Search results for: Computer assisted instruction
Page 1/2 16 items
This study examined the flipped classroom through the eyes of pre-service language teachers to reveal what hinders them from or encourages them to adopt this approach. Data were collected from students in a Computer-Assisted Language Learning (CALL) course; they experienced two flipped class sessions (complementing the traditional instructor-led sessions) and completed a survey about their experiences. Semi-structured interviews were also conducted with a sub-set of students to examine their perceptions in greater depth. Three major themes emerged regarding benefits of the flipped classroom: learner autonomy, learning by doing with support, and preventing cognitive overload. Four challenges emerged: learners’ technology access and technical ability, technical support for instructors, ambiguous student responsibility, and an inability to provide immediate clarification. Three additional notable themes emerged: heightened awareness of peers in the classroom, different reactions to content-oriented versus technically-oriented instructional videos, and student workload. These themes are discussed in detail, along with suggestions for teacher training and professional development. Also considered is the need to establish guidelines for best practices in flipped classrooms and to develop high-quality approaches to flipping without a dependence on instructional videos.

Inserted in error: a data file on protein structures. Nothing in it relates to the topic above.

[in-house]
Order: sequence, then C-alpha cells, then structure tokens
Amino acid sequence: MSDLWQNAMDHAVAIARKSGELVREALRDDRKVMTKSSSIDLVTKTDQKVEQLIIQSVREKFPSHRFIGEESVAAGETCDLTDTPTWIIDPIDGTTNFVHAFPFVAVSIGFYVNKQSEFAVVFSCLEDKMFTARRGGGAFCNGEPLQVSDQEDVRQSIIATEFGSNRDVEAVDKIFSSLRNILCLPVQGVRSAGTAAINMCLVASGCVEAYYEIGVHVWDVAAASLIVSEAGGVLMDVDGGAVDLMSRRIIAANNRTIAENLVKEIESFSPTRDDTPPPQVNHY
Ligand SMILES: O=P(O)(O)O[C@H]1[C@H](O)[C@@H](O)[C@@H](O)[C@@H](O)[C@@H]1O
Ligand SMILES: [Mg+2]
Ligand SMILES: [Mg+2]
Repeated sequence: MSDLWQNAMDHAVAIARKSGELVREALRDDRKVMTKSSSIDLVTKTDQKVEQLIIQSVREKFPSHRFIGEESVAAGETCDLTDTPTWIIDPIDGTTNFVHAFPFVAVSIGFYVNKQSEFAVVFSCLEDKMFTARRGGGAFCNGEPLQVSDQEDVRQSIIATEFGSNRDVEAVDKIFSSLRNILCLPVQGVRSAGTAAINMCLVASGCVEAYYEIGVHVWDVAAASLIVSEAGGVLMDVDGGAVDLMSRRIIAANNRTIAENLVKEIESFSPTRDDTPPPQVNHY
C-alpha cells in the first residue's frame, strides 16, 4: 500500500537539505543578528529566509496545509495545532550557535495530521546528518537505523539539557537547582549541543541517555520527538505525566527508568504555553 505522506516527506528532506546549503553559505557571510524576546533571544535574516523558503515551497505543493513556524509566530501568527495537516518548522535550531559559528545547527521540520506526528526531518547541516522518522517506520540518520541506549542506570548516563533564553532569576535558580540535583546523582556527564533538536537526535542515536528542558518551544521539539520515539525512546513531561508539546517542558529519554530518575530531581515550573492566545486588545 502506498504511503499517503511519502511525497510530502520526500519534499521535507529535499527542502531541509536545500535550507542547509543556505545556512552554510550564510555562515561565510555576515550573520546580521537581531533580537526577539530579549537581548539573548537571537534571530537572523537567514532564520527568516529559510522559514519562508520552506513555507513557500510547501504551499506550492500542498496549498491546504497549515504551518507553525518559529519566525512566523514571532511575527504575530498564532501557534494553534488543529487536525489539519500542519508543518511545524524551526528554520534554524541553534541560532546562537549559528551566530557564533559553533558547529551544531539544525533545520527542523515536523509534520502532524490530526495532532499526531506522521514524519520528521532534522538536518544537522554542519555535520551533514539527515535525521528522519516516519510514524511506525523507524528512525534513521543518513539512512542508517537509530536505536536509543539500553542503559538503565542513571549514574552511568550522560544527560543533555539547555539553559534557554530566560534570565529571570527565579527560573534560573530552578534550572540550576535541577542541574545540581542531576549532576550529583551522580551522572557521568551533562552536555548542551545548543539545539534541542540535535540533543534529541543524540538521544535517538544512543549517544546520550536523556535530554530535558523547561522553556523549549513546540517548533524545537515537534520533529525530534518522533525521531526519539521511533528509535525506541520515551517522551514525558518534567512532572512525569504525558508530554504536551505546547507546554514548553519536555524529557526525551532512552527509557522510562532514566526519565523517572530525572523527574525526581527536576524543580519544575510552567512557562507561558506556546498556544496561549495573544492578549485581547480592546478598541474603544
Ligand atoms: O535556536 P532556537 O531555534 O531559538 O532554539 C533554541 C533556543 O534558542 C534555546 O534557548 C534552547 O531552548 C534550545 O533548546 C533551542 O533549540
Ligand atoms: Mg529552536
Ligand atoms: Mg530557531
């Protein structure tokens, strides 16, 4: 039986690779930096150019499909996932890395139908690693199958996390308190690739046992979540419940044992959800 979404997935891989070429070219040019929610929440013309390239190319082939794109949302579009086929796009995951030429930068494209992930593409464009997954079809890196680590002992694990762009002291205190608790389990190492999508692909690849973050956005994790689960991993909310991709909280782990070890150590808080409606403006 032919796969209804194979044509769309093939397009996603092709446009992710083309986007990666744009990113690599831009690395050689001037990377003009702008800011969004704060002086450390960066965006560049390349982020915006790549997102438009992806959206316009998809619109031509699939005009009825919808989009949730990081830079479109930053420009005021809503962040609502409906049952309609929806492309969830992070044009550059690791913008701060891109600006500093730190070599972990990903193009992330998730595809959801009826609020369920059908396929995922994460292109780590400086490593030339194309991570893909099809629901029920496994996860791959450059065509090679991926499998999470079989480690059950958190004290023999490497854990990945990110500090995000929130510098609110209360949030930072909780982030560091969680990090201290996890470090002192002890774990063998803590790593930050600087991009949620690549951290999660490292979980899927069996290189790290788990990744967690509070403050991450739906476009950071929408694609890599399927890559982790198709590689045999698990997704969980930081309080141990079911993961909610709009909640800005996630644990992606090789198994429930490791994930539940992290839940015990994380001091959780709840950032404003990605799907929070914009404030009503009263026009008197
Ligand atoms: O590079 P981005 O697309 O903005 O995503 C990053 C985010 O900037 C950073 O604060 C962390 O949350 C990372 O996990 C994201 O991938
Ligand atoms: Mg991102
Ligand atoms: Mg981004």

Updated: Dec. 13, 2020
The present review describes a meta-analysis of findings from 50 controlled evaluations of intelligent computer tutoring systems. The median effect of intelligent tutoring in the 50 evaluations was to raise test scores 0.66 standard deviations over conventional levels, or from the 50th to the 75th percentile. However, the amount of improvement found in an evaluation depended to a great extent on whether improvement was measured on locally developed or standardized tests, suggesting that alignment of test and instructional objectives is a critical determinant of evaluation results.
Updated: Nov. 09, 2016
Intertwining Digital Content and a One-To-One Laptop Environment in Teaching and Learning: Lessons from the Time To Know Program